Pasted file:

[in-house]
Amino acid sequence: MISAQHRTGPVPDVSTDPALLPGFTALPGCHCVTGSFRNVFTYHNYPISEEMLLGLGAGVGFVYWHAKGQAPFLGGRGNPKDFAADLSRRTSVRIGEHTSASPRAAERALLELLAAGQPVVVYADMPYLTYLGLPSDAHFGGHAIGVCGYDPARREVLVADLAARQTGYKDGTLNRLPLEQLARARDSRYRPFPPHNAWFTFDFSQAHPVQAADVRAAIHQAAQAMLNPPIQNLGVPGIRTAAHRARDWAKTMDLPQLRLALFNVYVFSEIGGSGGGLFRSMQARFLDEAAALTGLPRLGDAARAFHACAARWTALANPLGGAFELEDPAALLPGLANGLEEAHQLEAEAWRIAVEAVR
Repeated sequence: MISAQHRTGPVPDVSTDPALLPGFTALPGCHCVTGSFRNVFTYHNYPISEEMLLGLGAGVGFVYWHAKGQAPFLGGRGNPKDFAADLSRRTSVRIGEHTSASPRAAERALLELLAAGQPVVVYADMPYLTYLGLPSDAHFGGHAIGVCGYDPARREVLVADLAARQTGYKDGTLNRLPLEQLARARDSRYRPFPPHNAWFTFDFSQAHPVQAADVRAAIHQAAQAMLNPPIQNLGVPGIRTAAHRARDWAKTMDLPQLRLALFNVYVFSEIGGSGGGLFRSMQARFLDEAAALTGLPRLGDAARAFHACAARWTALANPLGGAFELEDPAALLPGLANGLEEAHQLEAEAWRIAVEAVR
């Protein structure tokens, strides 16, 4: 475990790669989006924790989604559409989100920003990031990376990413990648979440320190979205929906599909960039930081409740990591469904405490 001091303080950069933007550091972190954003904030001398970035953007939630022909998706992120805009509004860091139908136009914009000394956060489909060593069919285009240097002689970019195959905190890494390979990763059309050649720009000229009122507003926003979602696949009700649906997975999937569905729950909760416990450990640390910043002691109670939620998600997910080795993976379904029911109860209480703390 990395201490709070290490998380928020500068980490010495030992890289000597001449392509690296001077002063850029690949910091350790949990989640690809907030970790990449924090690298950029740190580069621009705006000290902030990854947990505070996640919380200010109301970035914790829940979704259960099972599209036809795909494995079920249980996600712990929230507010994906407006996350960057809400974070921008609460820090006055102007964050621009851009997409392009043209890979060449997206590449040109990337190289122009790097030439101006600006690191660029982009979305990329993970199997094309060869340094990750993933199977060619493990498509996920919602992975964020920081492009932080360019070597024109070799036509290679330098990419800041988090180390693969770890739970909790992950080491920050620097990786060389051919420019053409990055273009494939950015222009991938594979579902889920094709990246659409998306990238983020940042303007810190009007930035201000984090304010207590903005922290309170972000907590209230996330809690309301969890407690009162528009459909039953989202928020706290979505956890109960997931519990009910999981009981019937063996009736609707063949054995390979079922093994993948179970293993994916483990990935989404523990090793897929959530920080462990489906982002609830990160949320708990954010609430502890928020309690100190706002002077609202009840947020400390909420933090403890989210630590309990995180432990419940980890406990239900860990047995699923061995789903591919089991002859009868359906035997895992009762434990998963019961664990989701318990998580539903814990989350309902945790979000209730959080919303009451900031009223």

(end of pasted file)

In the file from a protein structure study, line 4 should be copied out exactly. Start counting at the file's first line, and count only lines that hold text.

């Protein structure tokens, strides 16, 4: 475990790669989006924790989604559409989100920003990031990376990413990648979440320190979205929906599909960039930081409740990591469904405490 001091303080950069933007550091972190954003904030001398970035953007939630022909998706992120805009509004860091139908136009914009000394956060489909060593069919285009240097002689970019195959905190890494390979990763059309050649720009000229009122507003926003979602696949009700649906997975999937569905729950909760416990450990640390910043002691109670939620998600997910080795993976379904029911109860209480703390 990395201490709070290490998380928020500068980490010495030992890289000597001449392509690296001077002063850029690949910091350790949990989640690809907030970790990449924090690298950029740190580069621009705006000290902030990854947990505070996640919380200010109301970035914790829940979704259960099972599209036809795909494995079920249980996600712990929230507010994906407006996350960057809400974070921008609460820090006055102007964050621009851009997409392009043209890979060449997206590449040109990337190289122009790097030439101006600006690191660029982009979305990329993970199997094309060869340094990750993933199977060619493990498509996920919602992975964020920081492009932080360019070597024109070799036509290679330098990419800041988090180390693969770890739970909790992950080491920050620097990786060389051919420019053409990055273009494939950015222009991938594979579902889920094709990246659409998306990238983020940042303007810190009007930035201000984090304010207590903005922290309170972000907590209230996330809690309301969890407690009162528009459909039953989202928020706290979505956890109960997931519990009910999981009981019937063996009736609707063949054995390979079922093994993948179970293993994916483990990935989404523990090793897929959530920080462990489906982002609830990160949320708990954010609430502890928020309690100190706002002077609202009840947020400390909420933090403890989210630590309990995180432990419940980890406990239900860990047995699923061995789903591919089991002859009868359906035997895992009762434990998963019961664990989701318990998580539903814990989350309902945790979000209730959080919303009451900031009223």